"a bewitching face, the easiest of figures; she affected the most elegant simplicity."
When raven haired Jeanne Francoise Julie Adelaide Recamier entered a room she was like a scratching post covered with catnip. Wherever she went...the claws came out. In one Paris reception, reigning society queen, Mme. Talien, threw off her shawl in a huff to show off her splendid figure and long arms. Mme. Recamier even came to the attention of Marie Antoinette who was so taken with her beauty that she compared her side by side to Madame Royale. (every teenage girl's nightmare)
By the turn of the 19th century, nothing was more coveted than an invitation to Mme. Recamier's literary salon. Known as "Juliette," fashionistas flocked to her soirees to admire her furniture and elegant dresses. Men fell at her feet to worship her "betwitching face" unadorned with face paint. Recamier soon attracted the attention of notorious rake, Lucien Bonaparte who wrote her passionate love letters exclaiming, "Oh Juliette, life without love is but a long sleep...Happy the mortal who shall become the friend of your heart!" Add to her list of admirers, Josephine Bonaparte's son, Eugene Beauharnais who took a ring from her and then begged, "be good enough, Madame, to soften the lot of him who is sincerely attached to you."
Considering the scandal that surrounded her upbringing, it is surprising that Recamier was so admired as the beacon of virtue. Rumors abounded that her husband was actually her father. Many of her recent biographers have speculated that her father married her to name her his heir and protect her fortune from the upheaval of Revolutionary Paris.
You're fired Jacques-Louis David
As the reigning beauty throughout Paris, she became one of the models for The Three Graces and commissioned her portrait to be painted by Jacques-Louis David. Unfortunately, when Madame Recamier saw her portrait she was not pleased and promptly fired David from the commission.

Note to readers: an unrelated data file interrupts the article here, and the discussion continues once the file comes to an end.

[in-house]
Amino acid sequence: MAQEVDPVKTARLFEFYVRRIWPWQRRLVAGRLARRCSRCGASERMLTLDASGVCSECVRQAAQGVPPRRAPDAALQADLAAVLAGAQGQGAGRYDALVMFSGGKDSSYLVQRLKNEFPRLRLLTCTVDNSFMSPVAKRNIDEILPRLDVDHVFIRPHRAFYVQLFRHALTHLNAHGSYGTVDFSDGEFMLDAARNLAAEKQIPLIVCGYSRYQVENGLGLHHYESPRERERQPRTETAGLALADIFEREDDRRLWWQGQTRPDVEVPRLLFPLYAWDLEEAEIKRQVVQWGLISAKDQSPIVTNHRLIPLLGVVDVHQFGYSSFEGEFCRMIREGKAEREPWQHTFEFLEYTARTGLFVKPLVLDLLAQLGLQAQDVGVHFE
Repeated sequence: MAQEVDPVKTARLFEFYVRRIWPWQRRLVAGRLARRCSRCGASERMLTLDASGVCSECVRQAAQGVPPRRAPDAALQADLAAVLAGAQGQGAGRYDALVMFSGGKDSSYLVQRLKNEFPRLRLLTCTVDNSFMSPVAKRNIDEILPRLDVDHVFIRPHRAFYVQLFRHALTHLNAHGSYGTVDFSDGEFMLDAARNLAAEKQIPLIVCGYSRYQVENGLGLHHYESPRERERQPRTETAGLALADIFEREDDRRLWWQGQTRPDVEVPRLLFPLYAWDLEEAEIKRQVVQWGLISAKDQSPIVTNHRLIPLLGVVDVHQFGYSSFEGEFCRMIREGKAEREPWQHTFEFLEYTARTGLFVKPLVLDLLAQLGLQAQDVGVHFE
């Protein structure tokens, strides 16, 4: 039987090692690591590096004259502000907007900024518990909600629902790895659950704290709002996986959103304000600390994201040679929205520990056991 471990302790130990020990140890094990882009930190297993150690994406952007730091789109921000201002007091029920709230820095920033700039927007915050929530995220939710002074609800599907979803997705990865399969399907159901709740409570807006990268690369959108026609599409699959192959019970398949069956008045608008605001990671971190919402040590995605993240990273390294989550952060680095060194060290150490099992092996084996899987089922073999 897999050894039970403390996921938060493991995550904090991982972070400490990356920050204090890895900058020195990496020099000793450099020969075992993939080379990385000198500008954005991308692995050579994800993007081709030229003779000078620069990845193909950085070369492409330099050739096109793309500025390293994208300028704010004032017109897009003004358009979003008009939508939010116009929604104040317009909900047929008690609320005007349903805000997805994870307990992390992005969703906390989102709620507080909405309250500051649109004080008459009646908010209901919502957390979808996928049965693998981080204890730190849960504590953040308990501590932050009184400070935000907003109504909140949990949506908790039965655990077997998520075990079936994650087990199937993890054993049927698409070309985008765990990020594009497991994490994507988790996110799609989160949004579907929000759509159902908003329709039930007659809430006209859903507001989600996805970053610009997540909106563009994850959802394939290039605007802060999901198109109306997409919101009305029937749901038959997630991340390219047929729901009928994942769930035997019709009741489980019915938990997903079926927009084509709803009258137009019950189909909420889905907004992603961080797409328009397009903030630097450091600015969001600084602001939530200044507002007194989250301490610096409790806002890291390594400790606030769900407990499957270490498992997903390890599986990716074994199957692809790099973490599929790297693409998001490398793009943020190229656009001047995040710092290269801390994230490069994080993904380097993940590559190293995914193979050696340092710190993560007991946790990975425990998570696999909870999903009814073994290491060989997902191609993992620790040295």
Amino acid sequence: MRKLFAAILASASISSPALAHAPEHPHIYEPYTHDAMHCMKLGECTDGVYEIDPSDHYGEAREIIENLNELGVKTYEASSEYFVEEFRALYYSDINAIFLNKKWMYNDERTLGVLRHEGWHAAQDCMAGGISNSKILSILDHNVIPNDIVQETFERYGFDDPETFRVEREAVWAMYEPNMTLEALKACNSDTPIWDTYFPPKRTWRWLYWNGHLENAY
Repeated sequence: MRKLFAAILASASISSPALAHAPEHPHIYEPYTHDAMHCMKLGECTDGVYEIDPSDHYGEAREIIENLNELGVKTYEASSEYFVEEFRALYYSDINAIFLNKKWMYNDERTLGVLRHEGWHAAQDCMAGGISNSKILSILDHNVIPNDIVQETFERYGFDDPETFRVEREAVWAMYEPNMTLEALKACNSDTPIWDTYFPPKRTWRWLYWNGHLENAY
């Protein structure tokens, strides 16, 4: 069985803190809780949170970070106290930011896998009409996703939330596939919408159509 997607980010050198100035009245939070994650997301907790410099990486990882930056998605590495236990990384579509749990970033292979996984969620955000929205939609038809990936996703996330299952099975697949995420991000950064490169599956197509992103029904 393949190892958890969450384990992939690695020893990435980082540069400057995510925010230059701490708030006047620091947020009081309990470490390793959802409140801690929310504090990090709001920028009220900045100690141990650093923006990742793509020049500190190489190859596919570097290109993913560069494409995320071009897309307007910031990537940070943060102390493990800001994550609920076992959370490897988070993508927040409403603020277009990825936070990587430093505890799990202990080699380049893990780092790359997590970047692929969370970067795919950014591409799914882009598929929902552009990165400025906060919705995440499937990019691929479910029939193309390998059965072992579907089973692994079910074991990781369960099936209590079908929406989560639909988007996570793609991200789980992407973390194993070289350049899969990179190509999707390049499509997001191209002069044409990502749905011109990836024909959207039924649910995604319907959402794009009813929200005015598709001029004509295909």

Biographers have long speculated on why David was fired. Some have said it was due to the inordinately long time he took to complete the commission. The most obvious answer is because David took some artistic liberties with how he represented her. He had done the unthinkable. He had messed with her hair. Instead of painting her legendary, dark siren locks cascading down her back, he painted a much lighter shade to contrast with his darker background and match his artistic vision of the neoclassical beauty. (The Greeks really loved their blondes). David never finished the painting, but it was still admired throughout Paris. The sofa that Madame Recamier reclines on is even called a recamier today.
It does look like the poor girl was shorn by the executioner before sitting for this painting. You have to wonder if David did this on purpose?
After firing David, Recamier hired his student Francois Gerard to paint her portrait with less artistic license.
Which painting do you like better?
I have to agree with Recamier. Gerard's painting is far more flattering to the sitter. Besides, even if you are Jacques-Louis David, you just don't mess with a woman's hair.
Sources and Further Reading:
Mme. Recamier experienced financial hardship after Napoleon's policies bankrupted her husband. She later became featured in her benefactor, Madame de Stael's novel Corinne. Sadly, Juliette went blind in her final years and died at the age of 71 of cholera.
I am really not doing Juliette justice with this cursory biography, (her life is full of raucous scandal!) but Lucy Moore covers Juliette Recamier in her fabulous book Liberty: The Lives and Times of Six Women in Revolutionary France. You can even get this one at the bargain price over at amazon. See link below.
Sources and Further Reading:
Putnam's magazine: an illustrated monthly of literature, art and life, Volume 1
Austrian, Delia. The Life of Juliette Recamier, BiblioLife, 2010
Moore, Lucy.Liberty: The Lives and Times of Six Women in Revolutionary France, Harper Perennial, 2008.